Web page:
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Court dismisses harassment claim against Velazquez, Resendiz

Irma Gonzalez and Elia Salinas accused officials of cyber bullying

A Superior Court judge has dismissed a lawsuit, filed by Irma Gonzalez and Elia Salinas, that accused two Hollister city officials of harassing and cyber-bullying them over the course of several months.

Salinas and Gonzalez—an elected trustee for the Gavilan College Board of Education—each filed a formal complaint against Hollister Mayor Ignacio Velazquez and City Councilmember Rolan Resendiz in December and January, respectively. Gonzalez also filed a complaint against the same defendants on behalf of her daughter.

The lawsuits claim that social media comments, repeated electronic communications and an in-person confrontation at a local bank amounted to harassment and cyber-bullying of the two plaintiffs.

However, the San Benito County Superior Court judge’s order states that Velazquez’ and Resendiz’ statements and actions are legally protected free speech.

The order classifies Gonzalez’ and Salinas’ lawsuit as a Strategic Lawsuit Against Public Participation (SLAPP). The judge granted Velazquez’ and Resendiz’ motion to dismiss the lawsuit based on the California Code of Civil Procedure “anti-SLAPP statute,” which protects any “act in furtherance of a person’s right of petition or free speech under the United States or California Constitution in connection with a public issue.”

“(Plaintiff) has failed to respond at all to the Defendants’ motion. Therefore, each and every cause of action is hereby stricken,” says the July 1 order dismissing all three complaints filed by Salinas, Gonzalez and Gonzalez’ daughter.

The plaintiffs also named the City of Hollister as a defendant, but the July 1 order dismisses the complaint against the city as well.

Velazquez said it is the plaintiffs who have been harassing him, and he hopes the dismissal of their lawsuit will convince them to stop.

“The truth always prevails,” he said. “This is a great example of a group of people that had consistently lied and tried to mislead the public in favor of those who are in favor of development. They need to stop already.”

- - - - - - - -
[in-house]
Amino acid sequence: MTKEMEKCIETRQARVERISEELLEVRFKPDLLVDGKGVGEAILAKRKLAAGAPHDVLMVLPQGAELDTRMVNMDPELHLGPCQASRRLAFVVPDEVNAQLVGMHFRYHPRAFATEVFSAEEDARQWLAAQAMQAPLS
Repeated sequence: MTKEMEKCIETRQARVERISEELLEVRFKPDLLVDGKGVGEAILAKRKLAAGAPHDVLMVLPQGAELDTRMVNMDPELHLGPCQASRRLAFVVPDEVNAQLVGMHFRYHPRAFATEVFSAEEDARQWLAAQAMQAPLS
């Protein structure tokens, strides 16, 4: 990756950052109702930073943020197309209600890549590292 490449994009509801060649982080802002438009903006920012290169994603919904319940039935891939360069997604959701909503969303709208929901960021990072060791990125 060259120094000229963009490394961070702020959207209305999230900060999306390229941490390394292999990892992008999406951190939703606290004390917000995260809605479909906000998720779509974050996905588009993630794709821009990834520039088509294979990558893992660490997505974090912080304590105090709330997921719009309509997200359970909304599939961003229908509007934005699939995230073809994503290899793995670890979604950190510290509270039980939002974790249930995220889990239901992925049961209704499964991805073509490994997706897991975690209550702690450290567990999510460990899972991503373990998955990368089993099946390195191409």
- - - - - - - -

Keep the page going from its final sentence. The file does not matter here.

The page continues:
Both the mayor and Resendiz said Gonzales and Salinas—along with other members of the public who are sympathetic to their political views—have created caricatures and fake social media accounts to harass the two elected officials.

“They thought they could shake down the city and harass elected officials with no consequences. I’m grateful the court decided on behalf of us,” Resendiz said.

Brad Sullivan, attorney for Gonzalez and Salinas, said the plaintiffs will consider their next course of action over the next 90 days—the court’s deadline to file an amended complaint that would keep the lawsuit alive.

“We’ll thread the needle with our pleadings, trying to balance the protection the Constitution gives to freedom of speech,” Sullivan said July 2. “We believe the line was crossed…(and) there are limitations” to free speech.

The judge’s July 1 order also requires the plaintiff to pay the defendants’ legal fees, with Salinas to pay $7,610 and Gonzalez and her daughter each ordered to pay $3,760.

The July 1 dismissal of the lawsuit is the latest chapter in a long simmering war of words with Velazquez and Resendiz on one side, and Gonzalez, Salinas and other vocal residents of Hollister on the other.

The ongoing tension between the two factions led a council majority made up of former Council members Honor Spencer, Marty Richman and Carol Lenoir voting to censure Resendiz in January 2020 for making repeated negative social media posts.

A month later, Velazquez and Resendiz floated a resolution to censure Richman and Spencer for some offensive comments they made about Resendiz, but that motion failed.

Salinas’ complaint points to social media posts in which Resendiz referred to her as “cuca,” which she identified as a Spanish slur for female genitalia. Her complaint accused Velazquez of inciting and encouraging Resendiz’ comments.

Resendiz has said he used the term “cuca” as short for the Spanish “cucaracha,” or cockroach. He said he had never heard of the term used in the obscene sense that Salinas described.

In Gonzalez’ complaint, she describes an incident on Jan. 24, 2020, at Mechanics Bank on Airline Highway in which Resendiz video recorded Gonzalez and her daughter “while making jeering and threatening statements and motions, including misrepresentations about my assaulting or threatening him when requesting that he stop his own behavior…which put me in distress and concern for my safety.”

Resendiz said this week, “We’re going to go after them” if Gonzalez and Salinas attempt to keep the lawsuit alive. “This is my life, my family’s life, and they are constantly badgering, stalking, harassing us. It’s not going to be tolerated anymore.”